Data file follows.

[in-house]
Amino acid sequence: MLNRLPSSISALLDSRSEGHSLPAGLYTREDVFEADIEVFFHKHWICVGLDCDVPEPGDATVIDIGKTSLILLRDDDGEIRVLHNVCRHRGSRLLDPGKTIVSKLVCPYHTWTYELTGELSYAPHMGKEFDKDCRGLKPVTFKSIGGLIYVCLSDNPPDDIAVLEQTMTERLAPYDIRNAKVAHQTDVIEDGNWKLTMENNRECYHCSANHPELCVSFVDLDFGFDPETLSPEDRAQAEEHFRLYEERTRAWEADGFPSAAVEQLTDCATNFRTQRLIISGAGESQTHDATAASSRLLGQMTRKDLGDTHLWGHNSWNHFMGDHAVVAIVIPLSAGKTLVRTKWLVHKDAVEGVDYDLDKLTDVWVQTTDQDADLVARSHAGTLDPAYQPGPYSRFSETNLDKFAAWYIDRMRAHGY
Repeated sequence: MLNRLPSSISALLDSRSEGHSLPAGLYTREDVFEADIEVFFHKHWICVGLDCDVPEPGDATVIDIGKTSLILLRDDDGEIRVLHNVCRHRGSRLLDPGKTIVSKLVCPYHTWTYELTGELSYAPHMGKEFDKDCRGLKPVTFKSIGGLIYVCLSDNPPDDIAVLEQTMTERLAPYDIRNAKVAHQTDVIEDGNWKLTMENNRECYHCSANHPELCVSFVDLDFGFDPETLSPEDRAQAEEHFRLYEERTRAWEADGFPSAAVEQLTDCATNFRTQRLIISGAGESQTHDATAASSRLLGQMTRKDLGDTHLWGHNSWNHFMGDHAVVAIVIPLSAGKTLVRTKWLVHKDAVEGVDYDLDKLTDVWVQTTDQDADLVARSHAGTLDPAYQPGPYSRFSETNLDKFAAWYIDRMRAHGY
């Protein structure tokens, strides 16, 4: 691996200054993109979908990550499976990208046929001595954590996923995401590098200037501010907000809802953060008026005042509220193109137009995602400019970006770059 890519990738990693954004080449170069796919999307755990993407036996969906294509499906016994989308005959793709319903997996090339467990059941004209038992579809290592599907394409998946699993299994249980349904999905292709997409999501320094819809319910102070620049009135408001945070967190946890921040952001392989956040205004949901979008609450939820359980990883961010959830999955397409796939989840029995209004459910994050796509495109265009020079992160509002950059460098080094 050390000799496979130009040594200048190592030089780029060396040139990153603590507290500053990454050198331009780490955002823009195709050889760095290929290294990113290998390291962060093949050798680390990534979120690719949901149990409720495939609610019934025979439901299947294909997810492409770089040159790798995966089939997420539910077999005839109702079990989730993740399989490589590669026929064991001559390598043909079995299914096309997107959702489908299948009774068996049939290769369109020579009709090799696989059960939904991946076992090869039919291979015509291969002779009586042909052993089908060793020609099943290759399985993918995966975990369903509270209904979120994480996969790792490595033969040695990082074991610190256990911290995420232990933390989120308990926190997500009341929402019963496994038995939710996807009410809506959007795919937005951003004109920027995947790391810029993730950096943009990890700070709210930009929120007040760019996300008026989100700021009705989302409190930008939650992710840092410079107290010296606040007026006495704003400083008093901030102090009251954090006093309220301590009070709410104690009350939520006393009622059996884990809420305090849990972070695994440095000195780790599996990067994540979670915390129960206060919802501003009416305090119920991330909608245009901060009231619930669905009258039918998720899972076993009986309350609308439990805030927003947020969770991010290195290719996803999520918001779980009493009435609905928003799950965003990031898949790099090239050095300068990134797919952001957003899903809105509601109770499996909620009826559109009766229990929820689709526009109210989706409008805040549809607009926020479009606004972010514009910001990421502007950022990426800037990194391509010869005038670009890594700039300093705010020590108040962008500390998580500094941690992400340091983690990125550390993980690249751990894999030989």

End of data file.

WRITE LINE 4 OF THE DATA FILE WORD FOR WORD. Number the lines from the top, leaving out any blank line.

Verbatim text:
């Protein structure tokens, strides 16, 4: 691996200054993109979908990550499976990208046929001595954590996923995401590098200037501010907000809802953060008026005042509220193109137009995602400019970006770059 890519990738990693954004080449170069796919999307755990993407036996969906294509499906016994989308005959793709319903997996090339467990059941004209038992579809290592599907394409998946699993299994249980349904999905292709997409999501320094819809319910102070620049009135408001945070967190946890921040952001392989956040205004949901979008609450939820359980990883961010959830999955397409796939989840029995209004459910994050796509495109265009020079992160509002950059460098080094 050390000799496979130009040594200048190592030089780029060396040139990153603590507290500053990454050198331009780490955002823009195709050889760095290929290294990113290998390291962060093949050798680390990534979120690719949901149990409720495939609610019934025979439901299947294909997810492409770089040159790798995966089939997420539910077999005839109702079990989730993740399989490589590669026929064991001559390598043909079995299914096309997107959702489908299948009774068996049939290769369109020579009709090799696989059960939904991946076992090869039919291979015509291969002779009586042909052993089908060793020609099943290759399985993918995966975990369903509270209904979120994480996969790792490595033969040695990082074991610190256990911290995420232990933390989120308990926190997500009341929402019963496994038995939710996807009410809506959007795919937005951003004109920027995947790391810029993730950096943009990890700070709210930009929120007040760019996300008026989100700021009705989302409190930008939650992710840092410079107290010296606040007026006495704003400083008093901030102090009251954090006093309220301590009070709410104690009350939520006393009622059996884990809420305090849990972070695994440095000195780790599996990067994540979670915390129960206060919802501003009416305090119920991330909608245009901060009231619930669905009258039918998720899972076993009986309350609308439990805030927003947020969770991010290195290719996803999520918001779980009493009435609905928003799950965003990031898949790099090239050095300068990134797919952001957003899903809105509601109770499996909620009826559109009766229990929820689709526009109210989706409008805040549809607009926020479009606004972010514009910001990421502007950022990426800037990194391509010869005038670009890594700039300093705010020590108040962008500390998580500094941690992400340091983690990125550390993980690249751990894999030989």